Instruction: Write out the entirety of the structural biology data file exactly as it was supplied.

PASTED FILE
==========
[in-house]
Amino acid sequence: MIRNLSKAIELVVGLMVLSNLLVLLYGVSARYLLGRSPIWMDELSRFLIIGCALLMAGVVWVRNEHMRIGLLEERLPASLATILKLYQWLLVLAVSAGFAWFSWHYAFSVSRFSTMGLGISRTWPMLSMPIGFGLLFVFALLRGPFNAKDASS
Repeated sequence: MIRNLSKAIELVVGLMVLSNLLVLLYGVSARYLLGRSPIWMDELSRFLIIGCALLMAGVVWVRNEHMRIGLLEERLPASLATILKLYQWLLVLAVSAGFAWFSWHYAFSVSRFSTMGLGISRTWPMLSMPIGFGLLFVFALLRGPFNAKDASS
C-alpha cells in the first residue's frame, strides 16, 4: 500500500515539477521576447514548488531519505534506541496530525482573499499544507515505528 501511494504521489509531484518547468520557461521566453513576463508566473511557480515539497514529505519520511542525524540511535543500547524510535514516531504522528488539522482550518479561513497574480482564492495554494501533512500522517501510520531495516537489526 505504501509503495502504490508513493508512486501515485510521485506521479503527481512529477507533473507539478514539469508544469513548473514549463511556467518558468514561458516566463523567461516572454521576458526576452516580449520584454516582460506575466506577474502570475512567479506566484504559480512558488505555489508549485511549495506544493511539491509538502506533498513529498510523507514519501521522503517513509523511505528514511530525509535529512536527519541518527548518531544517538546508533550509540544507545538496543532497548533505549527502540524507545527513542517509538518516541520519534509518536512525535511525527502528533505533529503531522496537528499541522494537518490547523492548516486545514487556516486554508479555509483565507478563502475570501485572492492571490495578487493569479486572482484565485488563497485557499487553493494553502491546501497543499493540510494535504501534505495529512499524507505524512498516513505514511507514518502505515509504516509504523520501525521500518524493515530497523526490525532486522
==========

[in-house]
Amino acid sequence: MIRNLSKAIELVVGLMVLSNLLVLLYGVSARYLLGRSPIWMDELSRFLIIGCALLMAGVVWVRNEHMRIGLLEERLPASLATILKLYQWLLVLAVSAGFAWFSWHYAFSVSRFSTMGLGISRTWPMLSMPIGFGLLFVFALLRGPFNAKDASS
Repeated sequence: MIRNLSKAIELVVGLMVLSNLLVLLYGVSARYLLGRSPIWMDELSRFLIIGCALLMAGVVWVRNEHMRIGLLEERLPASLATILKLYQWLLVLAVSAGFAWFSWHYAFSVSRFSTMGLGISRTWPMLSMPIGFGLLFVFALLRGPFNAKDASS
C-alpha cells in the first residue's frame, strides 16, 4: 500500500515539477521576447514548488531519505534506541496530525482573499499544507515505528 501511494504521489509531484518547468520557461521566453513576463508566473511557480515539497514529505519520511542525524540511535543500547524510535514516531504522528488539522482550518479561513497574480482564492495554494501533512500522517501510520531495516537489526 505504501509503495502504490508513493508512486501515485510521485506521479503527481512529477507533473507539478514539469508544469513548473514549463511556467518558468514561458516566463523567461516572454521576458526576452516580449520584454516582460506575466506577474502570475512567479506566484504559480512558488505555489508549485511549495506544493511539491509538502506533498513529498510523507514519501521522503517513509523511505528514511530525509535529512536527519541518527548518531544517538546508533550509540544507545538496543532497548533505549527502540524507545527513542517509538518516541520519534509518536512525535511525527502528533505533529503531522496537528499541522494537518490547523492548516486545514487556516486554508479555509483565507478563502475570501485572492492571490495578487493569479486572482484565485488563497485557499487553493494553502491546501497543499493540510494535504501534505495529512499524507505524512498516513505514511507514518502505515509504516509504523520501525521500518524493515530497523526490525532486522